It takes more than just hard work to build a career that really means something in life — it's passion, dedication and a burning ambition to go far that most often are required to turn aspirations into a reality.
James Law, senior director, building consultancy services, CB Richard Ellis Limited, is a case in point.
After graduating in 1977 from the Hong Kong Polytechnic (now Hong Kong Polytechnic University) with a higher diploma in building surveying, Mr Law found himself working for the Buildings Department as an assistant building surveyor.
"After 18 years with the government, I was still unable to view the full picture of the profession," Mr Law says. "I was involved in about 30 per cent of the profession's work but I wanted to be able to see things from a different perspective and I knew I could do something about it."
In 1995, Mr Law, then senior surveyor, left the government to join Multiple Surveyors Limited, and later David C Lee Surveyors Limited before taking even greater responsibilities as senior director of CB Richard Ellis Limited.
"Preserve your professional integrity and let your capacities show"
"Nowadays, I get to provide direct service to clients and am able to deal with all aspects of the building surveying profession," he says. These include condition surveying, compiling building inspection and defects analysis, acting as an expert witness, carrying out building conservation plans, working on regeneration studies, as well as offering project management consultancy services.
The subsequent job satisfaction, he emphasises, is as immense as the pressure. "We deal directly with clients. Any mistakes can cost both the client and the company a great deal," he remarks.
Currently, Mr Law works from 8am to 7pm, with 30 per cent of his time spent meeting with clients, 20 per cent performing administrative work, another 30 per cent supervising staff, and the rest working on his own assignments. Preparing for court appearances requires doing some "homework". "I enjoy spending time at home and would only take my work home when it's absolutely necessary," he says.
According to Mr Law, there are extremely good prospects for fresh graduates. "Since 1995, there have been many government schemes, projects and consultancy packages, as well as major renovation projects from the private sector," he says. "The mandatory inspection scheme has also opened many opportunities. Even though authorised persons registered under different categories such as architects and engineers can perform such tasks, building surveyors are most appropriate for the job because we have received exactly the professional training required."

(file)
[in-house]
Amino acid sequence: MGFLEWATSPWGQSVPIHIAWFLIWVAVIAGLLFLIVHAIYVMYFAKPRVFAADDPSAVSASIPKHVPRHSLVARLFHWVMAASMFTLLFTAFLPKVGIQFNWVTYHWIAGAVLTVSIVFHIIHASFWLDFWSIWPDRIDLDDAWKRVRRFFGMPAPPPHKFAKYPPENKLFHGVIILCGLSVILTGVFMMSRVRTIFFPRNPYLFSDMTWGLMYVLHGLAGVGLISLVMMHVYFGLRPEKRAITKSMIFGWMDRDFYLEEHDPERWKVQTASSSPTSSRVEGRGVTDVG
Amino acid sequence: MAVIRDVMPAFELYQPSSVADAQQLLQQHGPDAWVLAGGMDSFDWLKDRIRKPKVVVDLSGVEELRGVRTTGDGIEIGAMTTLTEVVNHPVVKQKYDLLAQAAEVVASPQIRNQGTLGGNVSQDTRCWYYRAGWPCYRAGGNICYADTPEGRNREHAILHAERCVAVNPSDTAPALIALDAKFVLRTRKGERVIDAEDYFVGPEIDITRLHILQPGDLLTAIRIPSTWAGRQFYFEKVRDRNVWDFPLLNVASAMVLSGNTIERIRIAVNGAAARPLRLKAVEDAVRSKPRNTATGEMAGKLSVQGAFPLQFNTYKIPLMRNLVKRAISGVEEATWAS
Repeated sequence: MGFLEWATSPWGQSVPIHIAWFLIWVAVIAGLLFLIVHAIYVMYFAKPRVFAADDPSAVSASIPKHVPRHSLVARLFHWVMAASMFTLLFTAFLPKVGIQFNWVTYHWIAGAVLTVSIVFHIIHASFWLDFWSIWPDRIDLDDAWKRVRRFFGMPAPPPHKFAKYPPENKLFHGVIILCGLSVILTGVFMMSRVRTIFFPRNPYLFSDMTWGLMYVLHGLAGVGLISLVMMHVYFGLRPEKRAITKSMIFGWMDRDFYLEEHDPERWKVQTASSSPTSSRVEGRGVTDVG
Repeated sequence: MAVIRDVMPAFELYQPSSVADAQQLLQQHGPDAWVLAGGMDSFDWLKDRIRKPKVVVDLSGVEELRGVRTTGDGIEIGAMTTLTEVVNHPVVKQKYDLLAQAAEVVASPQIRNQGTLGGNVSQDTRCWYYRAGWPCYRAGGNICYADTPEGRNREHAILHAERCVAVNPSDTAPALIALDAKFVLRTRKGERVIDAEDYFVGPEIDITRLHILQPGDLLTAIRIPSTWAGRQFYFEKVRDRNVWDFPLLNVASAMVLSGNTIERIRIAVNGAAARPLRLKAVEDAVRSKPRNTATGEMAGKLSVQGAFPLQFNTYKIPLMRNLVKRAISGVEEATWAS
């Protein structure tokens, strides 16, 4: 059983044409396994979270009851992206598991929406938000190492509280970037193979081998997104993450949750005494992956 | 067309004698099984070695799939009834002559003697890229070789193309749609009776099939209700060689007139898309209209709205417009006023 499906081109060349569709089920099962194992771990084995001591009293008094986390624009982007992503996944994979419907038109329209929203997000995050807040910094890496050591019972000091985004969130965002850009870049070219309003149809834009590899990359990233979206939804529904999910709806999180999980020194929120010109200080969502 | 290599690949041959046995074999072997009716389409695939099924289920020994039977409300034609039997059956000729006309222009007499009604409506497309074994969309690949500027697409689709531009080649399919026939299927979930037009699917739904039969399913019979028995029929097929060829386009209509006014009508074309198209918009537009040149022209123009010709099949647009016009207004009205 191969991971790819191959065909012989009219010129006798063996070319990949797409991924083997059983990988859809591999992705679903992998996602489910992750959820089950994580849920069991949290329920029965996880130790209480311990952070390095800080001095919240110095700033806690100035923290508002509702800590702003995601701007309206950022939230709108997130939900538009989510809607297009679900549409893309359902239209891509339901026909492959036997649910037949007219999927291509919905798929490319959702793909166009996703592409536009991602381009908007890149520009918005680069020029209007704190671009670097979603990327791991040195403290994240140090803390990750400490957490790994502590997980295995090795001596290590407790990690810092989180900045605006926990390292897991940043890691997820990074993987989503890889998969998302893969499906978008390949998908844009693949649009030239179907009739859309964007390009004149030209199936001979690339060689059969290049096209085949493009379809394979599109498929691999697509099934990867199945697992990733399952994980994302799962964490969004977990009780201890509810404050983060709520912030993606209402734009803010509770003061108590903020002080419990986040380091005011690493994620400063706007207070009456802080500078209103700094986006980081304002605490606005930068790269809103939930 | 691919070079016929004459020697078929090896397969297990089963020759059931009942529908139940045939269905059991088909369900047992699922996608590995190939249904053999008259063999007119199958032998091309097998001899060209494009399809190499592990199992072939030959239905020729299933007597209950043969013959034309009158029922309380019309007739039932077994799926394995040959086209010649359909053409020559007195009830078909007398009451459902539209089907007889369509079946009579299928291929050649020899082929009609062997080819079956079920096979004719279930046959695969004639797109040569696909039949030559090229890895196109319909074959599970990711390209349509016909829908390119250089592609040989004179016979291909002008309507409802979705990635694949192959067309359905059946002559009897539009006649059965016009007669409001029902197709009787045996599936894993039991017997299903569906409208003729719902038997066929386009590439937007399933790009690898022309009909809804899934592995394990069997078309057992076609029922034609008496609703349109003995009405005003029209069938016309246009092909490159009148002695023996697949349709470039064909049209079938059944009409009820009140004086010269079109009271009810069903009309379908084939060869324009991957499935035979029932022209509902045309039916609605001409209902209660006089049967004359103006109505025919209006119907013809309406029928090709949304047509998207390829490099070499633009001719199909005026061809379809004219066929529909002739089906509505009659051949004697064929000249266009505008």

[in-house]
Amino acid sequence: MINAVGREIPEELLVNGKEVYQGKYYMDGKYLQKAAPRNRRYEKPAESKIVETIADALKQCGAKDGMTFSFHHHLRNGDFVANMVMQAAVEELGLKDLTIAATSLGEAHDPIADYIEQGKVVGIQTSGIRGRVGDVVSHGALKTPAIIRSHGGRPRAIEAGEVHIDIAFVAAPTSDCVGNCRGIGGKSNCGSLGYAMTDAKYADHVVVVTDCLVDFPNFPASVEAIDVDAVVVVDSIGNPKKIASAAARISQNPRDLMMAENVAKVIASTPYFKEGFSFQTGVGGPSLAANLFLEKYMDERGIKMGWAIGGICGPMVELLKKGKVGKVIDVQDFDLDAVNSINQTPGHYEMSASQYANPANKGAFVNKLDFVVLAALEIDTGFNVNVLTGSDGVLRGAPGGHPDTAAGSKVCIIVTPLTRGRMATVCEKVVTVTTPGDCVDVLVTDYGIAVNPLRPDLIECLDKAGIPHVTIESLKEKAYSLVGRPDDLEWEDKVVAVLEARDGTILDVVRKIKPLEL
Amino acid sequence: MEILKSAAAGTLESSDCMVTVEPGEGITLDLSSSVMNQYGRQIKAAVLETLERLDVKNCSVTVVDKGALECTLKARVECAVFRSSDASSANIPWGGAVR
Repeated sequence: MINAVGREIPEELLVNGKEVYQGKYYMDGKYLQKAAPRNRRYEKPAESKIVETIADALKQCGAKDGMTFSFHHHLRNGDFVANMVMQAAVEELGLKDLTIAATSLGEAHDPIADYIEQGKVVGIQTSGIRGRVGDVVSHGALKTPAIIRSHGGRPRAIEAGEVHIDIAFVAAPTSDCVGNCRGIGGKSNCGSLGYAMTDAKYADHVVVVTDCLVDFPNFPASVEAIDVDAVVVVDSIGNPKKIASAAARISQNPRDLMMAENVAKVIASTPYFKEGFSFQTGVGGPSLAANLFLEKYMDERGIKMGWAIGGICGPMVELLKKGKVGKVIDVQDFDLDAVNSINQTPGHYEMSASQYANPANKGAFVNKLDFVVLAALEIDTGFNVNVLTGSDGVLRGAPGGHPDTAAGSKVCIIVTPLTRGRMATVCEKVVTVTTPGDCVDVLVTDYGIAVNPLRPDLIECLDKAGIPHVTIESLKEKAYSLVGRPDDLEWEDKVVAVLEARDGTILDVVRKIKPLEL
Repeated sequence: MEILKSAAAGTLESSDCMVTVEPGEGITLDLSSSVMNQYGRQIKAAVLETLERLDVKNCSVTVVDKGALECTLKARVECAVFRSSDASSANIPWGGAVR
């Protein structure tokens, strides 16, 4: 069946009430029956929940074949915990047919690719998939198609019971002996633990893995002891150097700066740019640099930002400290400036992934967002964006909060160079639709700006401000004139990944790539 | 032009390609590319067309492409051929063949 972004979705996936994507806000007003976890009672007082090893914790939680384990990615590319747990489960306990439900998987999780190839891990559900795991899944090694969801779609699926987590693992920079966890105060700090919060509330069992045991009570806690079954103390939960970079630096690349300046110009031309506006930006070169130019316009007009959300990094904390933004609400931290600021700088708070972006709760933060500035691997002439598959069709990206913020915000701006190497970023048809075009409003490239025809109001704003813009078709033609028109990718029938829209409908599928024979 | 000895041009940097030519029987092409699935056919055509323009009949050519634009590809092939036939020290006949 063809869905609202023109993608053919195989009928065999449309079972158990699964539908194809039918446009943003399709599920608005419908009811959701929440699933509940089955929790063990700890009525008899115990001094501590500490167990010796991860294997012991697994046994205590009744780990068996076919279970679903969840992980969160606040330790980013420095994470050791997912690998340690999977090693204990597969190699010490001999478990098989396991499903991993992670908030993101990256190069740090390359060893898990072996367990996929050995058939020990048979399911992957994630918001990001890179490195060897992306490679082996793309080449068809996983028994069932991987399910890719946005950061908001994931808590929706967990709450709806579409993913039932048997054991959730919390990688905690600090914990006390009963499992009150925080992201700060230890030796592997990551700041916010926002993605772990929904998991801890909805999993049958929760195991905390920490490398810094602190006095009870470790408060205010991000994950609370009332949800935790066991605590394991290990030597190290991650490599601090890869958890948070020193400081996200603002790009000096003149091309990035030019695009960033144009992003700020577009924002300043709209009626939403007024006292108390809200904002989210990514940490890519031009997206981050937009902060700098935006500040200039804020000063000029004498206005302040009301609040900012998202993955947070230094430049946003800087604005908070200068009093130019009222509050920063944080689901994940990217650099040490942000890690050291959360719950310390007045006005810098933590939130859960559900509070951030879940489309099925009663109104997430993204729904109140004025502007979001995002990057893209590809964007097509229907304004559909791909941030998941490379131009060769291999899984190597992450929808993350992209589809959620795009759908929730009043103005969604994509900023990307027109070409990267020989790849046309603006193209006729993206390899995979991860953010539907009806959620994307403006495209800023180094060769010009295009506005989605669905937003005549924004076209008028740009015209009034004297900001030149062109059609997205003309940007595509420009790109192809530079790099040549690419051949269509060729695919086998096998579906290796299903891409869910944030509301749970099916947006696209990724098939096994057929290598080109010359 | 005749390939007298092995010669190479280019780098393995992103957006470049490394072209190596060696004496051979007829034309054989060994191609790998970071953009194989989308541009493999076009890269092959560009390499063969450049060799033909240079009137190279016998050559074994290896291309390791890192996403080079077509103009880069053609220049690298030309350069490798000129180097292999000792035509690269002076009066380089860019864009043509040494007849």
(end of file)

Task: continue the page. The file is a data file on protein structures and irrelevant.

He cautions though, that all-round skills are expected from professionals in any fields. "If you only specialised in one aspect of the profession, your career options are limited," he says. "I was very lucky to have started a career in the Building Department." For a good start, he suggests, young graduates must look for jobs with sizeable companies or government departments, and take into serious consideration a company's business infrastructure and client profile. "Only then can you learn comprehensive skills and knowledge," he notes. "And as you progress in your career, a reputable firm can also help you build a people network."
Like many professions in Hong Kong, building surveying has evolved to become multi-dimensional. "The most challenging task is to apply expertise and experience to help clients solve problems," Mr Law stresses. For this reason, good communications skills are vital. "First off, you need to make your clients feel comfortable and trust your professional attributes," he says.
The nature of the job also calls for some sales techniques. "You'll need to work hard to develop such skills," Mr Law says. "The higher your position, the more you're involved in the company's strategic development."
To those who look for a career breakthrough, Mr Law offers a word of advice: "Preserve your professional integrity and let your capacities show," he says. "Only top-calibre professionals can reach the top."
Despite the ample opportunities in mainland China, Mr Law points out that only some of Hong Kong's expertise in building surveying can be transferred into the China market. He says, "At the moment, mainland surveyors haven't reached Hong Kong's professional standards in areas such as due diligence and surveying services. On the other hand, our experience in building renovation will not be of much use in China because the fees are much lower than that here in Hong Kong." He also stresses that there are plenty of opportunities in Hong Kong and as yet there's no need for budding professionals to look elsewhere for career development.